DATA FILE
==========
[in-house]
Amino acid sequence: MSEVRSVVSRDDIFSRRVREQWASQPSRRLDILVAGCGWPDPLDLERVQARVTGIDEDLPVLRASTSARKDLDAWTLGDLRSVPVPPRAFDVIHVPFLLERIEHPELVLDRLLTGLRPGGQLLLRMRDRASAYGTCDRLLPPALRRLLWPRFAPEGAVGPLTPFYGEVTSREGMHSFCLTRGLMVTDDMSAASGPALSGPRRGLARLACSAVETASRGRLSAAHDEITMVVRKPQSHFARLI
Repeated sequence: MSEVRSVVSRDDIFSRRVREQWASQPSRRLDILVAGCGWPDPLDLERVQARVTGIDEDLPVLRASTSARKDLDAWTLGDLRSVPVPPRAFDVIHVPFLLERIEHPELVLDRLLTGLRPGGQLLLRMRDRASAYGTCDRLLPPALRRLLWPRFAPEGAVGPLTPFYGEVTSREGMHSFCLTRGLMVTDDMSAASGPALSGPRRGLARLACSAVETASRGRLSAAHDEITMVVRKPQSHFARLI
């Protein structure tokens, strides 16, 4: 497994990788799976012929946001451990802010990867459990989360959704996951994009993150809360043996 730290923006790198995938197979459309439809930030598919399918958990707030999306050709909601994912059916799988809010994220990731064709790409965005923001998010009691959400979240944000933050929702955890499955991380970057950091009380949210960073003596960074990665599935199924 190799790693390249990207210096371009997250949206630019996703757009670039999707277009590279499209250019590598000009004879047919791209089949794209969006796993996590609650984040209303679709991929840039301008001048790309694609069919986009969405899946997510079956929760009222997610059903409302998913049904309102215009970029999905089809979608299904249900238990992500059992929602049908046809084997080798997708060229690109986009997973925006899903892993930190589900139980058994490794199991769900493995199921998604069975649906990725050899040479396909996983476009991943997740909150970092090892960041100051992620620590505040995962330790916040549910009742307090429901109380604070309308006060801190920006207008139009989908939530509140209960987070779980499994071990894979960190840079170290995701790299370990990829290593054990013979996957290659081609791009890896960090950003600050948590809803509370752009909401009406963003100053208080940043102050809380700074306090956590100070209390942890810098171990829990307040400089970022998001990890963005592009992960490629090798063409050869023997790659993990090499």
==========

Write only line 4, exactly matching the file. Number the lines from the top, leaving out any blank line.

């Protein structure tokens, strides 16, 4: 497994990788799976012929946001451990802010990867459990989360959704996951994009993150809360043996 730290923006790198995938197979459309439809930030598919399918958990707030999306050709909601994912059916799988809010994220990731064709790409965005923001998010009691959400979240944000933050929702955890499955991380970057950091009380949210960073003596960074990665599935199924 190799790693390249990207210096371009997250949206630019996703757009670039999707277009590279499209250019590598000009004879047919791209089949794209969006796993996590609650984040209303679709991929840039301008001048790309694609069919986009969405899946997510079956929760009222997610059903409302998913049904309102215009970029999905089809979608299904249900238990992500059992929602049908046809084997080798997708060229690109986009997973925006899903892993930190589900139980058994490794199991769900493995199921998604069975649906990725050899040479396909996983476009991943997740909150970092090892960041100051992620620590505040995962330790916040549910009742307090429901109380604070309308006060801190920006207008139009989908939530509140209960987070779980499994071990894979960190840079170290995701790299370990990829290593054990013979996957290659081609791009890896960090950003600050948590809803509370752009909401009406963003100053208080940043102050809380700074306090956590100070209390942890810098171990829990307040400089970022998001990890963005592009992960490629090798063409050869023997790659993990090499």